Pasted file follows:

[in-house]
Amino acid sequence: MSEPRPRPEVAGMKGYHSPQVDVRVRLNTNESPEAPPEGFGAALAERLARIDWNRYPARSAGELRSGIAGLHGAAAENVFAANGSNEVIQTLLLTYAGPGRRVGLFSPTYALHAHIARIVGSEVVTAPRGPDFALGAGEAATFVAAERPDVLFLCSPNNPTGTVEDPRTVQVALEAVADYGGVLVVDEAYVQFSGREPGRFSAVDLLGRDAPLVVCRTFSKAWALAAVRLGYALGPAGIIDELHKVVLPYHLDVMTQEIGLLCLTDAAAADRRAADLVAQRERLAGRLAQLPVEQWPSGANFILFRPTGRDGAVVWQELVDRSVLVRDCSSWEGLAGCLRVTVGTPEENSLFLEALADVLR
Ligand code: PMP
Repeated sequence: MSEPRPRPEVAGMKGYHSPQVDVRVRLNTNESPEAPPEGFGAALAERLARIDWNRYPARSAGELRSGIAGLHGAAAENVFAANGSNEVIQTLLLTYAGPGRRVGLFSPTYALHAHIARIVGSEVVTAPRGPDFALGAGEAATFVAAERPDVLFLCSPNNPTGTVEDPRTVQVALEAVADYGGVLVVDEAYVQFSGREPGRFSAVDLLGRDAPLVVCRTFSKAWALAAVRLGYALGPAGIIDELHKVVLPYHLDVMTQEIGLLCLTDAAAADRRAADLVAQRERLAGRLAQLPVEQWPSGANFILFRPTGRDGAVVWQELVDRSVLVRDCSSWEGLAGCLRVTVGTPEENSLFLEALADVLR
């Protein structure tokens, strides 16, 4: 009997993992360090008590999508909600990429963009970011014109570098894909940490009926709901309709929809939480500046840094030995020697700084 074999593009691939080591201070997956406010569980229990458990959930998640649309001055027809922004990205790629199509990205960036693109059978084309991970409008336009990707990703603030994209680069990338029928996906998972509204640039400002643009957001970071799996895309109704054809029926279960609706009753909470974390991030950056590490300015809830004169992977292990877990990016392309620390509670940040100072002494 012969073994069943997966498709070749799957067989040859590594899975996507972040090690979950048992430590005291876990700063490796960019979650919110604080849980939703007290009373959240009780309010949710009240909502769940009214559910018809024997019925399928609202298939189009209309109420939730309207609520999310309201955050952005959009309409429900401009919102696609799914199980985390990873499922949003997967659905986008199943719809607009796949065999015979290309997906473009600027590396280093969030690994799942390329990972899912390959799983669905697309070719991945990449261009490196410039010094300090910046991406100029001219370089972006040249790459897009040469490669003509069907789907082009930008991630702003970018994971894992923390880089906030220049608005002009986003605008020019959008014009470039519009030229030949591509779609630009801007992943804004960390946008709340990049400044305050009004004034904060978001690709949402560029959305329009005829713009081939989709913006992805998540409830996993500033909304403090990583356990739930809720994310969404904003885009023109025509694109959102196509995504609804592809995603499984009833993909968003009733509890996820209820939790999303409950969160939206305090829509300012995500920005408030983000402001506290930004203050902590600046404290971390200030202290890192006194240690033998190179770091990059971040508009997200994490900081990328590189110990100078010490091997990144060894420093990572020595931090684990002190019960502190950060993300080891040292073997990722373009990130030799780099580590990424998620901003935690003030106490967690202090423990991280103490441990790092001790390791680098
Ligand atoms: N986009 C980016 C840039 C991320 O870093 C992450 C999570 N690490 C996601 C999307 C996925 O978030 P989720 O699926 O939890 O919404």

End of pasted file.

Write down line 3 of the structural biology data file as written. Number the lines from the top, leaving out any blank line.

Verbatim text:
Ligand code: PMP